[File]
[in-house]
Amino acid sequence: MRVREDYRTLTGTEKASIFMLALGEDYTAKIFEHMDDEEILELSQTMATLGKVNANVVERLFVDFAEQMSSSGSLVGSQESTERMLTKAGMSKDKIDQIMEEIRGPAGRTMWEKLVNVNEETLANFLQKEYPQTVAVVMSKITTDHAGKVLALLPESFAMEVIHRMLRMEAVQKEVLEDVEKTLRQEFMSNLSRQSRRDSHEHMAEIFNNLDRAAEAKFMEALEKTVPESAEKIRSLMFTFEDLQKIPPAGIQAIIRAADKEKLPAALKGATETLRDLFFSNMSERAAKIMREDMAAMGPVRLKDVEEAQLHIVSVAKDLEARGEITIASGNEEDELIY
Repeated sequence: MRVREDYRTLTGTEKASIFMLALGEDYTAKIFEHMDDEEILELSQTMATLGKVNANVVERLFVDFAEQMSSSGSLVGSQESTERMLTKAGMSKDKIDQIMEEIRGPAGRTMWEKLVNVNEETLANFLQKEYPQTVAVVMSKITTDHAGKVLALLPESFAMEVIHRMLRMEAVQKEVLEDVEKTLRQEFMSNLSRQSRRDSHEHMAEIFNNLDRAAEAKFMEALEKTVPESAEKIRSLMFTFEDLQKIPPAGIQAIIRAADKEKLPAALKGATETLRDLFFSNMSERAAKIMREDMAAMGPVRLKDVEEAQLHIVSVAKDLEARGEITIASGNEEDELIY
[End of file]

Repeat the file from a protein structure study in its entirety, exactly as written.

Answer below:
[in-house]
Amino acid sequence: MRVREDYRTLTGTEKASIFMLALGEDYTAKIFEHMDDEEILELSQTMATLGKVNANVVERLFVDFAEQMSSSGSLVGSQESTERMLTKAGMSKDKIDQIMEEIRGPAGRTMWEKLVNVNEETLANFLQKEYPQTVAVVMSKITTDHAGKVLALLPESFAMEVIHRMLRMEAVQKEVLEDVEKTLRQEFMSNLSRQSRRDSHEHMAEIFNNLDRAAEAKFMEALEKTVPESAEKIRSLMFTFEDLQKIPPAGIQAIIRAADKEKLPAALKGATETLRDLFFSNMSERAAKIMREDMAAMGPVRLKDVEEAQLHIVSVAKDLEARGEITIASGNEEDELIY
Repeated sequence: MRVREDYRTLTGTEKASIFMLALGEDYTAKIFEHMDDEEILELSQTMATLGKVNANVVERLFVDFAEQMSSSGSLVGSQESTERMLTKAGMSKDKIDQIMEEIRGPAGRTMWEKLVNVNEETLANFLQKEYPQTVAVVMSKITTDHAGKVLALLPESFAMEVIHRMLRMEAVQKEVLEDVEKTLRQEFMSNLSRQSRRDSHEHMAEIFNNLDRAAEAKFMEALEKTVPESAEKIRSLMFTFEDLQKIPPAGIQAIIRAADKEKLPAALKGATETLRDLFFSNMSERAAKIMREDMAAMGPVRLKDVEEAQLHIVSVAKDLEARGEITIASGNEEDELIY